How different weather conditions affect air pollution

How different weather conditions affect air pollution

The weather has a considerable impact on air quality and can significantly affect the amount of pollution in the air. This is due to different aspects of the weather affecting the amounts of ozone and particulates that are present in a specific area. The biggest problems are caused by sunshine, high temperatures, high pressure, and wind.

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Sunshine can cause some pollutants to undergo chemical reactions resulting in smog. Photochemical smog as it’s known negatively affects the environment, people’s health, and even various materials. Unlike some forms of air pollution, it’s possible to see this brown haze hanging in the air above many cities. When inhaled, smog irritates our airways and increases the risk of serious heart and lung diseases. Long-term exposure can also damage other organs like the brain, kidneys and liver.

Heatwaves: a major health hazard

Higher temperatures, heatwaves especially, can speed up chemical reactions and lead to poor air quality. The extreme heat and stagnant air increase the amount of ozone and particulate pollution. High temperatures and respiratory problems are linked, partly because the heat contributes to the build-up of harmful air pollutants. Heatwaves also increase the likelihood of wildfires, which can release massive amounts of pollution into the atmosphere. Read more about the health hazards of smoke and wildfires.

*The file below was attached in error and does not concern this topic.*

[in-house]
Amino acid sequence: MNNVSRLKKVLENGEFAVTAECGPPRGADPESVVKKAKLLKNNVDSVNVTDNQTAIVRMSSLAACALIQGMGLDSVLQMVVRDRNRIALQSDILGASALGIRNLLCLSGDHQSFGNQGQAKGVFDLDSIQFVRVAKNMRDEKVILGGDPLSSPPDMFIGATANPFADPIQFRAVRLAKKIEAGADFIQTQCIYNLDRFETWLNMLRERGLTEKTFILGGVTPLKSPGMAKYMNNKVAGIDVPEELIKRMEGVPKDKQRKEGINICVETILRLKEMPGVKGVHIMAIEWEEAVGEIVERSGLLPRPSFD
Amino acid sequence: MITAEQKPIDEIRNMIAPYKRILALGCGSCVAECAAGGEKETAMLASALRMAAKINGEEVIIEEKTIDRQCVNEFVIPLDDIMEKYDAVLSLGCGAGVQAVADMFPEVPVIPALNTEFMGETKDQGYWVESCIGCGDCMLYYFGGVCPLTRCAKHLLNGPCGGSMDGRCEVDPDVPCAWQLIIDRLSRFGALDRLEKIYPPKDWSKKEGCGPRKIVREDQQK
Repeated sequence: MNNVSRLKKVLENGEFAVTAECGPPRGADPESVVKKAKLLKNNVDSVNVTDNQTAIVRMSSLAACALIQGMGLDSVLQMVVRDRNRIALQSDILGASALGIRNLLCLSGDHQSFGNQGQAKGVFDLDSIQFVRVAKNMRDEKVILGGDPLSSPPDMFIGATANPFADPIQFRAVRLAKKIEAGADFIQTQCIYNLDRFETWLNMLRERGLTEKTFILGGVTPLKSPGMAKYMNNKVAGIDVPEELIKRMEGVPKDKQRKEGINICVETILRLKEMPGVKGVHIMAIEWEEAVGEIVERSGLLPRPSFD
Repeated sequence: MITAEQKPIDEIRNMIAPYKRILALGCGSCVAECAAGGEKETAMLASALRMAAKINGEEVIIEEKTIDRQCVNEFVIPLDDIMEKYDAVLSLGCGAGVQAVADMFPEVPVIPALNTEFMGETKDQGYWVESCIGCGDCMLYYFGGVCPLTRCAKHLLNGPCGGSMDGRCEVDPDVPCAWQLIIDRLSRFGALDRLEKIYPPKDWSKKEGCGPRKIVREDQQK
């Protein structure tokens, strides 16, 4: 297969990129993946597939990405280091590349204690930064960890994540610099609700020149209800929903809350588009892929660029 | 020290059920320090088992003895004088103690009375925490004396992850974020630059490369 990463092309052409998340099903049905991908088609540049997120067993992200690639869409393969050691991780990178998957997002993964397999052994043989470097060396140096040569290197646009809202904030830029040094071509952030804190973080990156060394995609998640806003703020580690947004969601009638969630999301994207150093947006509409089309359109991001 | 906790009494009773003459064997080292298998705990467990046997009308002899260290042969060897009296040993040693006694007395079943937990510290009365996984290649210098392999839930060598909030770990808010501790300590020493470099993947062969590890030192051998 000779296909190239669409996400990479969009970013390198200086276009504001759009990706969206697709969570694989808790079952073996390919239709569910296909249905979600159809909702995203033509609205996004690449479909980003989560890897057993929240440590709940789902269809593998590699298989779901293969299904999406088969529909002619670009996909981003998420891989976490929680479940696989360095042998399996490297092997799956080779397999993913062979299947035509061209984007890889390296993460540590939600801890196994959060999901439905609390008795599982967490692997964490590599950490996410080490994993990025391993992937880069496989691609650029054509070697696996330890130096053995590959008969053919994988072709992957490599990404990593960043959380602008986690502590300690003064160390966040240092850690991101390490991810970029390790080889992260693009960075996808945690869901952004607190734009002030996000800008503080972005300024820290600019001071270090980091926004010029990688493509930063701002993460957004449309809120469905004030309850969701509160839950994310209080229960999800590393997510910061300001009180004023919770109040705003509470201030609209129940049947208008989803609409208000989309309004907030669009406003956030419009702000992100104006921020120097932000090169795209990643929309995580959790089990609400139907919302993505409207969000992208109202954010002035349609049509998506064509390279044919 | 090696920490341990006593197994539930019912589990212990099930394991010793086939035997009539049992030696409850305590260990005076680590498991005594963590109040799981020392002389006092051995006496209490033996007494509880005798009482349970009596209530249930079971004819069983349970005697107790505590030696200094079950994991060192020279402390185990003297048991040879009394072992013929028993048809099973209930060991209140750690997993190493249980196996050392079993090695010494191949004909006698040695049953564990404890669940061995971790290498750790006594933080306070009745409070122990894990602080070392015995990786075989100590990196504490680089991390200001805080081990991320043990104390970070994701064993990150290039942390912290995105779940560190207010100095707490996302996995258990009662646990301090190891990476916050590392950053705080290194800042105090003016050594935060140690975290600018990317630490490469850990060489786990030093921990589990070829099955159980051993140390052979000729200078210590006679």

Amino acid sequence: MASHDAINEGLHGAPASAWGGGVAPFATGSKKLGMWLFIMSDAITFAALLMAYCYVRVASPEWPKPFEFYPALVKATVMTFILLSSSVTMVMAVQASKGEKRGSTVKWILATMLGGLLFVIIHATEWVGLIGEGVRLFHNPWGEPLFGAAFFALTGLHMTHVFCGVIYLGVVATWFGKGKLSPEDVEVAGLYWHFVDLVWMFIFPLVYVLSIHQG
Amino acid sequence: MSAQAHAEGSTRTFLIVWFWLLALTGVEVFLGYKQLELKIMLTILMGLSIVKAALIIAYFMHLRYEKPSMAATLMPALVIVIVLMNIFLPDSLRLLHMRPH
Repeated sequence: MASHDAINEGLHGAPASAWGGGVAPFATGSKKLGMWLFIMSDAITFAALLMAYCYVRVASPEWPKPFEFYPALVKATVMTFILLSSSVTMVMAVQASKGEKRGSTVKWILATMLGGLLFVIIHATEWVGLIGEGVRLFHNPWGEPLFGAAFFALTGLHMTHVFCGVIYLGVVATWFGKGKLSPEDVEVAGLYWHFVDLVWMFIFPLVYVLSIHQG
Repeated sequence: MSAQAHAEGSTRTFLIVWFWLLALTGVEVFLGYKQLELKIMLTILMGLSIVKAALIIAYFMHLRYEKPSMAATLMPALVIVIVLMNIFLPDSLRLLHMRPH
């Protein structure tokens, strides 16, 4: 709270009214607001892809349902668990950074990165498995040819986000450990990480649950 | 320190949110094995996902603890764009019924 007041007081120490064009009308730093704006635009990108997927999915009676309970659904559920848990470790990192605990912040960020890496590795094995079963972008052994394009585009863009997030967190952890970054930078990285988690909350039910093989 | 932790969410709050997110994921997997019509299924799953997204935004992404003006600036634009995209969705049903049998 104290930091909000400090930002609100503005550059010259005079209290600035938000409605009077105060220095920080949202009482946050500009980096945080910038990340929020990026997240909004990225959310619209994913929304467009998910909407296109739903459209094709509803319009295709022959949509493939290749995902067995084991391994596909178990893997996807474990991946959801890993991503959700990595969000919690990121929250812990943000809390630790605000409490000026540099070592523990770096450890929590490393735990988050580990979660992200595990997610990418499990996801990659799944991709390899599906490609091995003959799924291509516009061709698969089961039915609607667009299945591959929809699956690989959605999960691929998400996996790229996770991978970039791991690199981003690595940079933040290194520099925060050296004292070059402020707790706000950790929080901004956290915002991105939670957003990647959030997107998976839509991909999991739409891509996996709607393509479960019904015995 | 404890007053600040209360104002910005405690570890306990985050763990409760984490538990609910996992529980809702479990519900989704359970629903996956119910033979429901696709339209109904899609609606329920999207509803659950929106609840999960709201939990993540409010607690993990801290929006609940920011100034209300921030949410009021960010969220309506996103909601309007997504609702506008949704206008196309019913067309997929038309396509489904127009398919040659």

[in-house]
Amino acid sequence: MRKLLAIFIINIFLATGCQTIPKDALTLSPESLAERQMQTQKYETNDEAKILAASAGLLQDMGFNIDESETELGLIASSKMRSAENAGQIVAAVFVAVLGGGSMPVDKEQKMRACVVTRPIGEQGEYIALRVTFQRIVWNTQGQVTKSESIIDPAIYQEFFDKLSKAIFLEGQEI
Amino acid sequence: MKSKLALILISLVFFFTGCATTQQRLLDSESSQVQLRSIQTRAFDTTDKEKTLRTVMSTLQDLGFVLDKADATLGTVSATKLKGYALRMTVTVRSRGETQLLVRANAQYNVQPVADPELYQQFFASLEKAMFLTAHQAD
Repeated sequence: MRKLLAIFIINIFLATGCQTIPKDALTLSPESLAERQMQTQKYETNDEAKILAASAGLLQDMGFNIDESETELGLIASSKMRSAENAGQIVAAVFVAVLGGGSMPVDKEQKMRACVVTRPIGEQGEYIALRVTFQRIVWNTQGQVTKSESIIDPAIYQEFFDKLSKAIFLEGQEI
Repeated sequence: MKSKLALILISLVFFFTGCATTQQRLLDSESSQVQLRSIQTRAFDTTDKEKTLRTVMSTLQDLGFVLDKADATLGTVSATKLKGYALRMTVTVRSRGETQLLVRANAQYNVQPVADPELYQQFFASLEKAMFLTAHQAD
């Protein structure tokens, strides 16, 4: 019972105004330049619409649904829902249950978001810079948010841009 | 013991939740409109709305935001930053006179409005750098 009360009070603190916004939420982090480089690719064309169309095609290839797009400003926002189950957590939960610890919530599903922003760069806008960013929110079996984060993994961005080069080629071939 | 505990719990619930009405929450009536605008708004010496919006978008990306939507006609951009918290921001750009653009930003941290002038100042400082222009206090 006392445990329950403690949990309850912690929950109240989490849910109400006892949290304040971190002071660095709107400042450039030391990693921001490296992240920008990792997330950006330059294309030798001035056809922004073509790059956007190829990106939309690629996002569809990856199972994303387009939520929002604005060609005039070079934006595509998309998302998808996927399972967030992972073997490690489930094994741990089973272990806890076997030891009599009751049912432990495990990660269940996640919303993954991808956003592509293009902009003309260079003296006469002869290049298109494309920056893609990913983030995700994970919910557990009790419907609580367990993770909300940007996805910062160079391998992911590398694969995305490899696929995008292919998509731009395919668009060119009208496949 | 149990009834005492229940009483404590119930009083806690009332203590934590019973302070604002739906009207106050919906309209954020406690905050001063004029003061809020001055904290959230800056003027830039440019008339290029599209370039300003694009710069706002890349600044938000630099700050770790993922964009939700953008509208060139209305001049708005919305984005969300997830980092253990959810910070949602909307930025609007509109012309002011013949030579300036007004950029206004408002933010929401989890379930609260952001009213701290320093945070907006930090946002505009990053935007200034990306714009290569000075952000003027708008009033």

Wind: public transport for pollutants

Wind is one of the biggest influences on air pollution. Pollutants tend to pile up in calm conditions where there is little or no wind, especially near their source, such as in towns or industrial sites. When wind speeds pick up, the contaminants are dispersed more widely and can even spread from one continent to another.

High pressure collects pollutants

Air tends to be more still in areas with high pressure, allowing greater concentrations of air pollutants to build up. This is more likely in the winter when air can stagnate, causing poor air to increase and linger longer than it would in the warmer seasons. Winter is also when we are most likely to use our cars and consequently release more emissions by burning fossil fuels.

Rain: a surprising savior

Rain reduces air pollution and enhances the air quality of a place. Each raindrop can attract tens to hundreds of tiny aerosol particles to its surface before hitting the ground. This process is known as coagulation and is a natural process that can clear the air of the most common atmospheric pollutants, including soot and smog.

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